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What is your take on the new IT Rules for social media?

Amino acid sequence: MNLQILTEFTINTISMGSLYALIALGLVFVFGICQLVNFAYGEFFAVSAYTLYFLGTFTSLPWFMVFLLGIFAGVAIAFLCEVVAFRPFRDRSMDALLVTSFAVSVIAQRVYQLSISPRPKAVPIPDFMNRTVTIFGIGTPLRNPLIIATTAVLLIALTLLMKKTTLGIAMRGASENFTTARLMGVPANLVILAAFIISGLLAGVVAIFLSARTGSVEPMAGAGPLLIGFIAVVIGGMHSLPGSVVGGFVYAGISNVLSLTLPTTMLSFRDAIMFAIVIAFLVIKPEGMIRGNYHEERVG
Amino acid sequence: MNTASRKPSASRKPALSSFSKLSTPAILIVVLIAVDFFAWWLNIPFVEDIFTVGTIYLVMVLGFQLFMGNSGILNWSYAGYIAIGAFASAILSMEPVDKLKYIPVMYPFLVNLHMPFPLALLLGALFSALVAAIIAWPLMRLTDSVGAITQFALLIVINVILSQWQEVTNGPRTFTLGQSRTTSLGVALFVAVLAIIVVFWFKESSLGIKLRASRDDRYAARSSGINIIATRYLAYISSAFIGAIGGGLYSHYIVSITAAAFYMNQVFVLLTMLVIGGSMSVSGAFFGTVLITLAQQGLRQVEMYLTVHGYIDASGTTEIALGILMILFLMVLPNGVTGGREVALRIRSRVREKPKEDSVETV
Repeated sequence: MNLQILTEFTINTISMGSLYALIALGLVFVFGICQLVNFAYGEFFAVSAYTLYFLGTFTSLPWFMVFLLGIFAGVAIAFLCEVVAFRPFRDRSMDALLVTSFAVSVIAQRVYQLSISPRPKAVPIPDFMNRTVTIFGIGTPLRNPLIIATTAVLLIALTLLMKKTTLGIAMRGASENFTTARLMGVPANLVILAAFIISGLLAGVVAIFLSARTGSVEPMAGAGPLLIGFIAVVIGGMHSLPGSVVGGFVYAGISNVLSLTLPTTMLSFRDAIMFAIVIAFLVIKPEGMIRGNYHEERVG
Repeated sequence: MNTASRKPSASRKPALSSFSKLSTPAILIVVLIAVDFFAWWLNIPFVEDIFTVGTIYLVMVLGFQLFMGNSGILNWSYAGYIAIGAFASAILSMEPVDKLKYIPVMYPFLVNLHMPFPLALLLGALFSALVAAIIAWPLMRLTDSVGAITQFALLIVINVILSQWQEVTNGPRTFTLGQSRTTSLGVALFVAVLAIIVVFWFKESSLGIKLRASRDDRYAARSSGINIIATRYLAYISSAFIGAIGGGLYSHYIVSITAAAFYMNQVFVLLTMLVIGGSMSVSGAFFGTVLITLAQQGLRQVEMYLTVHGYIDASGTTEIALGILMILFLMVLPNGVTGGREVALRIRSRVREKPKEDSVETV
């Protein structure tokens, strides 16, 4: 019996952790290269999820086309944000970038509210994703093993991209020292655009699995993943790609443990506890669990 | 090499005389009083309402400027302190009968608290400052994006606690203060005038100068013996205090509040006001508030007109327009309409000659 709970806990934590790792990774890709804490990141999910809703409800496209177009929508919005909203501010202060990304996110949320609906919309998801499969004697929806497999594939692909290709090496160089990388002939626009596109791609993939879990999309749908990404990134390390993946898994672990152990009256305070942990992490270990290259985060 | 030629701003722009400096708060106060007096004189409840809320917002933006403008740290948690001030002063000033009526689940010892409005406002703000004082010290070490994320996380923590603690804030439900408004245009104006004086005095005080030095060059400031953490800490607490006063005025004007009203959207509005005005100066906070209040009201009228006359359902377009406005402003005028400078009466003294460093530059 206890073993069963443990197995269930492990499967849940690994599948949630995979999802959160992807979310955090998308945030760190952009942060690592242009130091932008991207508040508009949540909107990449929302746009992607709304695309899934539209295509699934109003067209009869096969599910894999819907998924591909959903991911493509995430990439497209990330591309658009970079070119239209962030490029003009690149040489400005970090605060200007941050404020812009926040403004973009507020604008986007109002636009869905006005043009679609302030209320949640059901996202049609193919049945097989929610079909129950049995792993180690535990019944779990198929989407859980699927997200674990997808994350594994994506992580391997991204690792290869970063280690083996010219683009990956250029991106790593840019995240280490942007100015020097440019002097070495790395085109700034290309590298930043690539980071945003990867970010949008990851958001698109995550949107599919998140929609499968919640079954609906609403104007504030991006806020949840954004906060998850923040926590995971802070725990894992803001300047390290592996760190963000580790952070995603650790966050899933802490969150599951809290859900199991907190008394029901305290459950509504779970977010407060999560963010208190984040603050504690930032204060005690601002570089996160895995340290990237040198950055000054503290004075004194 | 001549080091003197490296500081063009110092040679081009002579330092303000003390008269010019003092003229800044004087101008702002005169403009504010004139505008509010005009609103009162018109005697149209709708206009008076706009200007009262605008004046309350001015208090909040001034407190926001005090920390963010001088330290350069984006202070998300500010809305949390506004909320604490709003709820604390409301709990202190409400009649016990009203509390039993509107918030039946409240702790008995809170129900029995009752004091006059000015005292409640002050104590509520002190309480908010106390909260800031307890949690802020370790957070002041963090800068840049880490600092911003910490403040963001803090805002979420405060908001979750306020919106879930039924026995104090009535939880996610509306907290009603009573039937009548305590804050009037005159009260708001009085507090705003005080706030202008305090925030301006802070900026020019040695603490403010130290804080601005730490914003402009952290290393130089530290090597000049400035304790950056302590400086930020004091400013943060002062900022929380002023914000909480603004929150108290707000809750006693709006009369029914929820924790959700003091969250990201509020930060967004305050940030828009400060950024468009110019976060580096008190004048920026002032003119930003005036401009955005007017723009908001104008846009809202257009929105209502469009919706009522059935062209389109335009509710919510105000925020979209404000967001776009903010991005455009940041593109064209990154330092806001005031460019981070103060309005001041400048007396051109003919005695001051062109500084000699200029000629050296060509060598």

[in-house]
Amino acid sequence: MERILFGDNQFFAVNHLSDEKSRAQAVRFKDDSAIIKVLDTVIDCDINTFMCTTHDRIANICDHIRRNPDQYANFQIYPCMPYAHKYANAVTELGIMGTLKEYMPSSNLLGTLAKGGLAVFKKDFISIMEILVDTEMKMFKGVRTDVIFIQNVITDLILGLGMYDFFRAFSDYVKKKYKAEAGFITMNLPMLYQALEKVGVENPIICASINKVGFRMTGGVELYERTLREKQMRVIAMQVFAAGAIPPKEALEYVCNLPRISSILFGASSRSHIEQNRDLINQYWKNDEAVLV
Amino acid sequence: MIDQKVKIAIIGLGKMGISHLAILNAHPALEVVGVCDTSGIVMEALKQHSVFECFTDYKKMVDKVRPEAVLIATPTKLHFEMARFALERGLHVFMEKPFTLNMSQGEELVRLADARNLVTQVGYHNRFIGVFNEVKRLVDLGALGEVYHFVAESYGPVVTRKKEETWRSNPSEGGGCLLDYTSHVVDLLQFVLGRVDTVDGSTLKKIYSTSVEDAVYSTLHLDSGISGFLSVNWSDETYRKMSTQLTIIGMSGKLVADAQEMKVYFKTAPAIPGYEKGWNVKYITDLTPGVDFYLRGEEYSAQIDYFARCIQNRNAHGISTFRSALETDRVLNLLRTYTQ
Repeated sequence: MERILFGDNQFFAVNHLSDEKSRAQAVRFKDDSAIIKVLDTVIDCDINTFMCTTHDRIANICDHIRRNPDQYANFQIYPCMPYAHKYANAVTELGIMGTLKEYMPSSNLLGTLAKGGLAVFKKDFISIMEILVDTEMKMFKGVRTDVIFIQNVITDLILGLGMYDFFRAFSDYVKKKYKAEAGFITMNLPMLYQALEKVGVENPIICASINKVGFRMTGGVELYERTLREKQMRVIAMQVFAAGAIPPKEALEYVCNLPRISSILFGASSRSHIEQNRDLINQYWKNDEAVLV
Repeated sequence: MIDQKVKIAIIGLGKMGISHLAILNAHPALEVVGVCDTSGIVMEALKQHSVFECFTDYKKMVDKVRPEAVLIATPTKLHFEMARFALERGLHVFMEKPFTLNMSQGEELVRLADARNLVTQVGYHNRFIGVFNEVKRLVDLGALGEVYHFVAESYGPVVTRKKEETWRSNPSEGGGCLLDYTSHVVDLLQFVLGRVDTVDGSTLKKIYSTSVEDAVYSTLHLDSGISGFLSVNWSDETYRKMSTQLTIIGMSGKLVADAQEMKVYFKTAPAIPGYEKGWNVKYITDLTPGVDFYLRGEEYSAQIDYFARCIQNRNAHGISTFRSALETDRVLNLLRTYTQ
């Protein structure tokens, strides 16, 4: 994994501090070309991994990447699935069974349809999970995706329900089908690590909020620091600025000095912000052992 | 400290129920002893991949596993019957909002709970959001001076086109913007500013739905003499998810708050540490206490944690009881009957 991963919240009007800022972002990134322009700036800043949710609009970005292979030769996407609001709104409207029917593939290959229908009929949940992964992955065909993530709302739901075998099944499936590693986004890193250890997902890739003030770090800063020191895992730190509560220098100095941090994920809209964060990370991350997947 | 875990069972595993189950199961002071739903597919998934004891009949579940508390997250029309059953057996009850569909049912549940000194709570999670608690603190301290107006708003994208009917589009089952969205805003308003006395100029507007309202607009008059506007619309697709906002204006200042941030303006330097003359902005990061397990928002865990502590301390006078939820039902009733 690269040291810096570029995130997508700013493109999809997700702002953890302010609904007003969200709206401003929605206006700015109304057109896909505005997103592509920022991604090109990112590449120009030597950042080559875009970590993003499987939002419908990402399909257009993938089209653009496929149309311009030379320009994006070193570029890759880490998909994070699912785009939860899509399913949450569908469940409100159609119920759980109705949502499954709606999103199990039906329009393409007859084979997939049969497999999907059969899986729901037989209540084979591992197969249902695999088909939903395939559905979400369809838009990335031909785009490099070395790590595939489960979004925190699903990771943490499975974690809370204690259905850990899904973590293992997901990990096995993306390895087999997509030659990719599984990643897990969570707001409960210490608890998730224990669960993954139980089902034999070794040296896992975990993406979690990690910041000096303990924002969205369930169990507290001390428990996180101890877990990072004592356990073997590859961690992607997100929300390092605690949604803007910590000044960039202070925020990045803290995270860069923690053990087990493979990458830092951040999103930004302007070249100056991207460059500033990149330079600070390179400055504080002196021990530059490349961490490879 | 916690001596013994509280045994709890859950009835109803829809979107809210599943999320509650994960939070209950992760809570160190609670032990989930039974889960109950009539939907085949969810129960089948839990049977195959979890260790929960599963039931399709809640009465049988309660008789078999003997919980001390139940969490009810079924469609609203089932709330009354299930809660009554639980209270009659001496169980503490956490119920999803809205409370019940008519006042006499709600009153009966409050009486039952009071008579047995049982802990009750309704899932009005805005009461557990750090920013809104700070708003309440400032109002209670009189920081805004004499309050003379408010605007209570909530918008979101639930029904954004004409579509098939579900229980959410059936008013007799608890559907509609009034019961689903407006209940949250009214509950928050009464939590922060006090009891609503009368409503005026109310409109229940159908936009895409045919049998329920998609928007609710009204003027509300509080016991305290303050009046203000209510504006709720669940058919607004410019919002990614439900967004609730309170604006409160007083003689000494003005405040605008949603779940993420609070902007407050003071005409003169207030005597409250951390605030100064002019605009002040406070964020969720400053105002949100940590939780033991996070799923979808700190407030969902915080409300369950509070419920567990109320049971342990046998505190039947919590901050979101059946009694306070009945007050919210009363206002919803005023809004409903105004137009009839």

In Questions & Answers
Yogesh Agrawal
May 31, 2021